The young man sat down in one of his favorite chairs and reached for the laptop. The old beast sprang to life with the touch of a button, and he surfed his way over to his website. Many people had been promised a debrief on his recent trip to Japan, and he knew he had to write it soon. Tonight was as good a night as any. Pressing his fingers to the keyboard, he began to write.
For those of you who were unaware, I recently returned from a mission trip to Japan. Twenty members from our church, including my two younger brothers and I, visited Yokohama and Saitama in the course of 11 days. We spoke at New Hope Church in Yokohama, a Lutheran School in Saitama, and New Life Family Church Saitama. We shared our testimonies, preached, and shared the love of Jesus Christ through sign-dance and dramas. Our main purpose was to form relationships between New Hope Hawaii Kai and the churches in Yokohama and Saitama. The day after we got off the plane we were already busy, travelling from one area of Yokohama to another for youth welcome party the church held for us. Travelling is pretty awesome in Japan, even during rush hour I liked riding the trains. We never had any instances where the men in the white gloves were pushing people on the train, so I guess that'll have to wait for next time :D
The people at both churches were pretty awesome. It was always an encouragement to go from the train system where everyone looks super tired and depressed - absorbed in their own world - and jumping into a church service where the people really enjoy being there. At both churches, the congregants come together only once a week, so they arrive early for the service, and then stay later so that they can spend as much time together as possible. At the after party for both Yokohama and Saitama's church services, one of our team members taught the members of the churches how to line dance. This is a picture of a combined service from both churches doing the line dance at an after party, with one of our team members learning and helping out at the same time. Thanks to Mel for this photo.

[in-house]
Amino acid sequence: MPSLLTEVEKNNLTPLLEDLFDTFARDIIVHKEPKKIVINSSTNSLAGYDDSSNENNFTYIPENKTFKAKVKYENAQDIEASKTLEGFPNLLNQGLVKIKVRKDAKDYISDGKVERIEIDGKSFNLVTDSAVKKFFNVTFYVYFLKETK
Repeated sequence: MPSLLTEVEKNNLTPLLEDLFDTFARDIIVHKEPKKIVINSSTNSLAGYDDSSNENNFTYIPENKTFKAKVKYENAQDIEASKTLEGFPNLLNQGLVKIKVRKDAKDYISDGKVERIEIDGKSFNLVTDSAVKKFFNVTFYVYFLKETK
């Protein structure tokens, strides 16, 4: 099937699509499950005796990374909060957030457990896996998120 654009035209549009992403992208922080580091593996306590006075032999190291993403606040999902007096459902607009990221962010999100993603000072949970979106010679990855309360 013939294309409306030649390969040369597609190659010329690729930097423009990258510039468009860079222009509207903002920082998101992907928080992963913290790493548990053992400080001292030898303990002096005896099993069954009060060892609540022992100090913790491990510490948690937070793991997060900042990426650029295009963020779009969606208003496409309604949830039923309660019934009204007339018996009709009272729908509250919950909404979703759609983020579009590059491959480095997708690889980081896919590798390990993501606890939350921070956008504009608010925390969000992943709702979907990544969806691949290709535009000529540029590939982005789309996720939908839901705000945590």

It was also a chance for all the interns at our church to get to know one another and grow as a team and individuals. Our team of 11 interns spent a lot of time in crowded conditions with each other, and there was a little bit of friction. I think all of the interns really learned a lot from the experience. We learned the necessity for accountability, letting others know where we are at all times, and also what it takes to get a large group of people from point A to point C through crowded conditions... while changing trains. Everyone on the team is on the team because they are wanting to become involved in full-time ministry. It was an honor and privilege to work with such an amazing group of people. I hope I have the privilege to serve with them even more in the future. Here is a picture of the whole group waiting for a train. We certainly look like a goofy group, eh?
While the people at the churches were amazing, the other people around us on the trains or in other places were a bit intimidating at times. The first night we were on the last train heading from the airport to Yokohama a man was growling at our youth pastor and a couple of our chaperons, and despite most of the people being extremely polite, there were a few other unsavory characters. We got an extremely cold reception at one of the two chapel services we did at the school, and the head pastor at our church had to remind a sleep-deprived and discouraged team of young adults that it wasn't our love for them that they were rejecting, but Christ's. He then proceeded to remind us that we cannot judge how many seeds were planted in the minds of the High Schoolers.
The best part about the trip was getting to leave the US for the very first time, and serve God while doing it! Here are a few more pictures from the trip that I took.
Ryan, Chris, and Myself at a restaurant
Me in front of a nice Sushi shop in Tsukiji
Sushi at aforementioned Sushi shop
We performed a skit teaching the power of Christ over temptation at two services.
All in all, I think the trip was a complete success, and I pray that those who saw our outreach would be moved to seek what we showed, the love of the one true God. I definitely plan on going back to Japan, there is so much work to do there.